Suggestions of a New Banner?

Guys, it’s no secret that I have loved Sarah Palin since her arrival in November.  I thought she was cool with her no-nonsense persona and loved that her family and life were really very similar to that of the rest of the nation.  Even after the election, the more liberals continue to call her “stupid” or “corrupt,” the adjectives seemed to make me love her even more – seeings as what some of those same people say about Reagan to this day.

My problem is with Bristol – her daughter.  I have no problem ridding the Republican party of phony conservatives like John McCain or any of the members of Congress who voted “yes” to any part of Obama’s spendorama.

Bristol and the father of her child I gather are officially announcing a split.  No marriage and no two-parent home for the baby they just brought into the world.

This girl (Bristol) was raised by two loving parents and is now purposely subjecting a child to a life without a permanent father figure.  I cannot support this and will not even though her mother is the best thing for our country in my eyes.

The question is, where does this leave Sarah?  Of course Bristol is an adult now.  Is Sarah obligated to make a statement on this?  Or is this still just a private family matter?

Knowing what single motherhood has done to this country in terms of crime and poverty, it seems to me that issues which start out as “private family matters” become public matters when someone is victim of a crime committed by a child raised without a strong father or our tax dollars are raised to support children who are being raised by single mothers without educations or careers.

I’ve seen it first-hand and I’ve seen it abroad.  Kids raised without dads have a 50-times higher rate of turning out to be crappy adults that the rest of us have to put up with forever.  I wouldn’t have a problem with “private family matters” if the troubles that come out of the situations stayed within the families as well.  But frankly, it doesn’t.

The governor should encourage her to put that kid up for adoption at once, should adopt the child herself to be raised by her and Todd, or should encourage Bristol to get over herself and to marry the guy she once loved enough to make a baby with. 

This child deserves a dad who is not around only on the weekends.

Palin’s daughter Bristol splits from fiance


28 thoughts on “Suggestions of a New Banner?

  1. I’m torn on this one. On the one hand – I’ve gotta say I could have seen this one coming a mile away. Levi didn’t seem like the most… steady of people. And from all accounts the press hounding him led to him losing his first apprenticeship and a lot of bad blood in the relationship.

    It’s possible (although I’m thinking their relationship was headed that way anyway) that the press was the straw that broke the camel’s back in a relationship that was rocky to begin with.

    I can’t, however, support your call for Bristol to give up her baby NOW – four months down the road. Speaking as a mother here, it’s one thing to go through the absolute devastation of giving a child up for adoption when they are born – but after you’ve been caring for them, bonding with them, breastfeeding them, etc for four months? Near impossible unless you are at the verge of breakdown. And her family has been so supportive that she does not seem to be at the verge of breakdown.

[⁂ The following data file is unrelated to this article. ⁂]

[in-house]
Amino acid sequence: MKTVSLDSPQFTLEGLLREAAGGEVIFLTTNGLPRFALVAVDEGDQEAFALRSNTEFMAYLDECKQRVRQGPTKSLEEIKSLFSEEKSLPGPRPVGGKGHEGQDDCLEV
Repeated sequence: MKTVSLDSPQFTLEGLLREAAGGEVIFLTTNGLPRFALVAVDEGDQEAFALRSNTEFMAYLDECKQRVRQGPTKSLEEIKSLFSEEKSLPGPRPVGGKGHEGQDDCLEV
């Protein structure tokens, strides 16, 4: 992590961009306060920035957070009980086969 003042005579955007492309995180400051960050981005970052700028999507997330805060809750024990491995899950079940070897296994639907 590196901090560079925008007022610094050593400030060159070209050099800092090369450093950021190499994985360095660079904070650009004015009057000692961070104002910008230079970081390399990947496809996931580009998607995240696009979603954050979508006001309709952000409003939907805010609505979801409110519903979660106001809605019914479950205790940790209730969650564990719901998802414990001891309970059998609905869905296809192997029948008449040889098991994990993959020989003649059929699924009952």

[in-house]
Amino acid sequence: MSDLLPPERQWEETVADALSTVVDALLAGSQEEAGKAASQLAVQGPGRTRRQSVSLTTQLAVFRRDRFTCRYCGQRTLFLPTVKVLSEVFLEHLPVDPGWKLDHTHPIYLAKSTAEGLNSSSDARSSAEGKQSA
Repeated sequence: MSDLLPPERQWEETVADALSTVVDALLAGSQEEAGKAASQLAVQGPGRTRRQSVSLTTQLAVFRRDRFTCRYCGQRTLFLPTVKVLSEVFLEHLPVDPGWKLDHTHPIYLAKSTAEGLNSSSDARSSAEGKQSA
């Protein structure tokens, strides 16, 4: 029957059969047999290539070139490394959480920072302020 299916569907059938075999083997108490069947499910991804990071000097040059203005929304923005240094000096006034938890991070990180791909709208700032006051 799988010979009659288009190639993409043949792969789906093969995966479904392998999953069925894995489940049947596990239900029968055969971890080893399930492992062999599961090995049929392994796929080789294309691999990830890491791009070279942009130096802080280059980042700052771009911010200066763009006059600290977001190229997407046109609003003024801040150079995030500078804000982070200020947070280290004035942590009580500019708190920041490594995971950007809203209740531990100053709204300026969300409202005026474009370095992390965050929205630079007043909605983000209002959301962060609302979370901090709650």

With many things in life, there are no great answers to this one. The situation started out bad and got worse, and unfortunately a parent – NO parent – really can’t control their child – particularly once the child realizes that their parent can’t control them (I went through that realization with my teenager and it’s a tough one).

    The fact that this happened so far after the election, though, rather than right after McCain lost, does make it seem like the Palin’s tried their best to find a solution.

    I’m disappointed. But I also recognize the problems and obstacles of being a teen parent – my first was born my senior year in high school. So I’m not disillusioned.

  2. I agree a father and mother should be in the picture full time. We also have to make the best of what we have.

    My counsin got pregnant at 16. Her boyfriend did the deed with her. Today she is an RN. Her child’s father is an Engineer. How did this happen?

    My counsin’s parents and her boyfriend’s parents stepped up and made this a team effort. Their teenage kids needed to finish high school and in this case college. It took the six of them all doing their part because the situation demanded it. I know this smacks of It Takes a Village. But it is not because everyone in this mix chose their position.

    If the ends justify the means, then my cousin, her daughter and her daughter’s father did well. My cousin and her boyfriend never married each other. But, they are in their child’s life with shared custody and the whole nine yards.

    As for what Gov. Palin has to say about her daughter, that’s her private business. This whole teenage pregnancy thing never should have been in the news to begin with. Sorry, but from the get go that was a private matter. Gov. Palin ran for VP. Bristol Palin did not.

  3. The regulars here all know what I do for a living, and they all know that I see this sort of thing up-close and personal on a regular basis. And I agree to a point that single parents have been a definite cause of a great many societal ills.

    One thing I’ve noticed, though, is that when single parents have the backing of their families the way the Palins have obviously supported Bristol, things become very different. Bristol has what a lot of single mothers I’ve seen don’t have–that’s a family that’s willing to step up and help her when she needs it most. And they have the resources to give both Bristol and her child opportunities that a lot of other single moms don’t have.

    To be sure, that kid may grow up with some issues because dad wasn’t around all the time. If it were any other family, one that refused to accept the situation (as I have seen more times than I care to remember, including one at around oh-dark-thirty this morning), I would certainly say the child should be given up.

    But I’m less wary of this situation because I’ve seen the way the Palins are with each other. And I think this situation is a fantastic learning experience for Bristol’s younger siblings.

  4. And I think this situation is a fantastic learning experience for Bristol’s younger siblings.